Bahamas Urged: 'Move Quick' On Arbitration Plan


Tribune Business Editor


The Bahamas must “move very quickly” to fulfill its potential as the Caribbean’s arbitration hub, a leading attorney yesterday warning that ever-increasing competition was already “on our heels”.

Dr Peter Maynard, the former Bahamas Bar Association president, told Tribune Business that this nation could still “outshine” regional rivals, but needed to translate talk and potential into reality through concrete action.

Noting that the likes of the British Virgin Islands (BVI) were aiming to become arbitration “players”, through the recent passage of the necessary legislation, Dr Maynard said the Bahamas now needed to “maximise the platform“ it already possessed.

He expressed hope that the Bahamas would follow Dubai and India in attracting the London Court of International Arbitration (LCIA) to set up a branch here, adding that this would facilitate the creation of a true arbitration centre and “significant” economic impact.

And the former Bar head also urged the local Bahamian business community to “take advantage” of alternative dispute resolution (ADR) and mediation, arguing that too many were missing out on the time and cost savings this offered.

Speaking ahead of the second annual Arbitration and Investment Forum, scheduled for January 23, Dr Maynard told Tribune Business: “I think there’s scope for the Bahamas, if we put our minds to it, to become the arbitration hub of the region - the gateway to Latin America and the Caribbean.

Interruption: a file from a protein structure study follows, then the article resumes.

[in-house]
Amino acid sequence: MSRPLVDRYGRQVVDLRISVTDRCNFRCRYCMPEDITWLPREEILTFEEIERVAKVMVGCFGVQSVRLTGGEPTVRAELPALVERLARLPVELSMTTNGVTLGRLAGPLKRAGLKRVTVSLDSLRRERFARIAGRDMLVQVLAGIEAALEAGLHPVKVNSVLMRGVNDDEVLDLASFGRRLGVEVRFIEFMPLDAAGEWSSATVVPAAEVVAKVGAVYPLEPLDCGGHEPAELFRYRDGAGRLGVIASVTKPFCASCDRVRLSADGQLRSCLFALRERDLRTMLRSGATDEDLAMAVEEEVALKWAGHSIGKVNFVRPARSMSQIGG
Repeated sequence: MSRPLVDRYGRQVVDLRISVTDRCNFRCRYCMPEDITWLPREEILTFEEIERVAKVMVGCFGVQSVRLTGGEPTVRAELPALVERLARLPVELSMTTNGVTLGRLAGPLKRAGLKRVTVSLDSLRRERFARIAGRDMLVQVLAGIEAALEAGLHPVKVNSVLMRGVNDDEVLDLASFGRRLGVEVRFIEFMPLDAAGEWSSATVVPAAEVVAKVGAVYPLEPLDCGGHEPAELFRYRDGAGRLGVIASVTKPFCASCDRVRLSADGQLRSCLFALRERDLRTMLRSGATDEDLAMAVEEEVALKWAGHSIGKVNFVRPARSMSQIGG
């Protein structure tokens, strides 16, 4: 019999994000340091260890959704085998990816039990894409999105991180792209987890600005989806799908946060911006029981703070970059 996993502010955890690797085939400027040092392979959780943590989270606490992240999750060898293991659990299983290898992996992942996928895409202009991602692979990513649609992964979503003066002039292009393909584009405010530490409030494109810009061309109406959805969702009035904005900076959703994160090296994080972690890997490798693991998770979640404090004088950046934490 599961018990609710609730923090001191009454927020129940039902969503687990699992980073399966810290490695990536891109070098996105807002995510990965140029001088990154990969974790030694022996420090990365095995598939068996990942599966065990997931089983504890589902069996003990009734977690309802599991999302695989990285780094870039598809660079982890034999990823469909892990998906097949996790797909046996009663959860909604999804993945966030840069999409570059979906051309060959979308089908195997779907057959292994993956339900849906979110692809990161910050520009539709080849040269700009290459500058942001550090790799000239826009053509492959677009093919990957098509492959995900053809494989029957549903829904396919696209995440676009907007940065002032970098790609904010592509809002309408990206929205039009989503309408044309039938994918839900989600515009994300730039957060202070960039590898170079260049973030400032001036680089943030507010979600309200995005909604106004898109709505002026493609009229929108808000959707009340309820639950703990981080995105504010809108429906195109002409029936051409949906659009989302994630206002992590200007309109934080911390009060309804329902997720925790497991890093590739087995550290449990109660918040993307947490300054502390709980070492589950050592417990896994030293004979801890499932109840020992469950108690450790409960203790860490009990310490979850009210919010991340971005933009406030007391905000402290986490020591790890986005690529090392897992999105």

“There are some countries coming very quickly on our heels but I think the Bahamas, if we promote this well, can outshine these jurisdictions.”

Barbados and the Dominican Republic, with the latter’s position bolstered by numerous bilateral investment treaties, lead the Bahamas’ regional arbitration rivals.

Trinidad & Tobago is also in the game, and Dr Maynard noted that the BVI had just passed its own Arbitration Act.

“I think we need to move very quickly, and show we’re able to put our money where our mouth is,” Dr Maynard told this newspaper.

“BVI was not a player before, but now it wants to position itself as a player. This is the time for us to act expeditiously to make this happen.

“It’s hard to put a date, time limit on it, but it doesn’t take rocket science to put the three key requirements in place.”

Dr Maynard listed these as modern arbitration legislation; being a member of the New York Convention, which provides for the automatic enforcement of arbitration awards; and “arbitration friendly judges and courts”.

With the Bahamas having passed a revised Arbitration Act in 2009, and signed on to the New York Convention, Dr Maynard said these two key cornerstones were in place.

And the final ‘building block’ was also within reach, the former Bar president telling Tribune Business that the Chief Justice, Sir Michael Barnett, “wants more mediation and arbitration to happen”.

“The judges here have indicated they are very friendly towards arbitration,” he added, if only because its increasing use will reduce the burden on the Bahamian court system.

The Bahamas, with its well-established common law tradition, US proximity and strategic location, and cadre of local attorneys and associated professionals, has long been viewed as a natural arbitration hub.

These potential strengths are further supported by its financial services and international business sectors, and the world’s third largest shipping registry, further providing the Bahamas with a competitive advantage.

And this nation has also boosted its human capital through having a Chartered Institute of Arbitrators’ (CIArb) branch, which was targeting 200 members by year-end 2013.

“If one does a check list, literally as I have done, how many countries through the region fit these requirements?” Dr Maynard asked.